By Alex Padilla, California Secretary of State
And there are some important changes that voters should be aware of as they start thinking about casting their primary ballots.
The newest is expanded Same-Day Voter Registration, which Governor Newsom signed into law just last month. Same-Day Registration is one of the most powerful tools we have to ensure every eligible citizen can cast a ballot. Here’s how the new law works:
A voter can register to vote at their local polling place on Election Day or at any early vote center or early voting location in the 10 days leading up to Election Day if their county offers in-person early voting.
After registering to vote, a new voter can immediately cast a provisional ballot.
Once a new voter’s eligibility is verified by the county, their ballot will be counted during the 30-day vote counting period following the election.
Additionally, more than half of California’s voters will benefit from the Voter’s Choice Act, which has been adopted by 15 counties. The Voter’s Choice Act is a new model for administering elections that is more secure and better for voters. Under the VCA, every registered voter will automatically receive their ballot by mail and have options for how to return their ballot: by mail, to any ballot drop box in the county, or at any vote center in their county during the 10 days leading up to Election Day or on Election Day itself.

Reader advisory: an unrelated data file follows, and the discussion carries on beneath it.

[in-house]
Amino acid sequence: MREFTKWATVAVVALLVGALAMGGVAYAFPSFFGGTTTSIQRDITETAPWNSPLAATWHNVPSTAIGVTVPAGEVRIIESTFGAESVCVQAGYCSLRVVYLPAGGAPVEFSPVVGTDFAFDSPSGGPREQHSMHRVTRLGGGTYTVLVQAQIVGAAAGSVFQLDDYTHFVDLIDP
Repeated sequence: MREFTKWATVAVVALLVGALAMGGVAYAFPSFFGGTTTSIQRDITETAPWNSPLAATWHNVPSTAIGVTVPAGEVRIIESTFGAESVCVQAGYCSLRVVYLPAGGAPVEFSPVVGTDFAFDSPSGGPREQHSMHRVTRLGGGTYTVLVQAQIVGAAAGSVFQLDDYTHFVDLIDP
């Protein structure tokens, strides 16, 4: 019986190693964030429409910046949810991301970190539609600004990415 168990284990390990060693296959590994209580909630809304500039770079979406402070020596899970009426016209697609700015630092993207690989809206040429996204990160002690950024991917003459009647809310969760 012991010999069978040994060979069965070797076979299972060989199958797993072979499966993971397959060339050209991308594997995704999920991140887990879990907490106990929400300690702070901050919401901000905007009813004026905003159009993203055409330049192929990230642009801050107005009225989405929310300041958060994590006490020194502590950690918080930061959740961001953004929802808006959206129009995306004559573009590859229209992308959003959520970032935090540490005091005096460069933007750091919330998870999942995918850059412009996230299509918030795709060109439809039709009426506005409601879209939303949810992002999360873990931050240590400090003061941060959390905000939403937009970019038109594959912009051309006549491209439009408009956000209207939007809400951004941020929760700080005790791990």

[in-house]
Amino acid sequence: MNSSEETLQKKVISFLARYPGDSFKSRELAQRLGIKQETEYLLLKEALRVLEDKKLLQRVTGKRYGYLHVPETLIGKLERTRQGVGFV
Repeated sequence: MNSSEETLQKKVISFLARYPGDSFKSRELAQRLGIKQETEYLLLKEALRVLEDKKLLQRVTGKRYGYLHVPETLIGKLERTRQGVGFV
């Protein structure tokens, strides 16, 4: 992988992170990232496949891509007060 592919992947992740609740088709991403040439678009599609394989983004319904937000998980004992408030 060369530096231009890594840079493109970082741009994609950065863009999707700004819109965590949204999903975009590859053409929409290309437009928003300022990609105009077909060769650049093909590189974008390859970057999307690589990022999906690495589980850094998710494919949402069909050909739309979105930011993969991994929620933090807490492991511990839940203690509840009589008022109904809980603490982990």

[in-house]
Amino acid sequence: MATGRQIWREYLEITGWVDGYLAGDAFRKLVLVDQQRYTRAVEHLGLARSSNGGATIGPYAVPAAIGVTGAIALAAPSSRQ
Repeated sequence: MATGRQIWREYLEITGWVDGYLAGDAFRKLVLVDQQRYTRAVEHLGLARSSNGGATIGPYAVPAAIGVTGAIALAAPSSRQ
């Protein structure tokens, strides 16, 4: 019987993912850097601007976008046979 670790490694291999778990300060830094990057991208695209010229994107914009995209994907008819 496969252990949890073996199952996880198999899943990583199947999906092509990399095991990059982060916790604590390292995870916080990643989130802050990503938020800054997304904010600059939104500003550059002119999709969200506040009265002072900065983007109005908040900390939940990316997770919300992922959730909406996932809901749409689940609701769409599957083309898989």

March 3, 2020 is California’s Presidential Primary Election Day. March 3rd is also the deadline by which every county in the state must upgrade or replace their voting system to one that meets the state’s newer, higher certification standards — meaning stricter security requirements. The upgrades will help protect our elections from bad actors that seek to undermine our democracy.
More than 400,000 16- and 17-year-olds have pre-registered to vote and about half of them will turn 18 in time to vote in the March 2020 Presidential Primary Election. Once pre-registered, a young voter is automatically added to the rolls on their 18th birthday. No new forms to fill out — just show up on Election Day to cast your ballot (or vote by mail).
Finally, we are continuing to combat the spread of misinformation with VoteSure, a first-of-its kind statewide public education campaign to increase voter awareness about election misinformation online and provide official, trusted election resources.
These reforms will help more Californians become lifelong regular voters and increase participation in our democracy.
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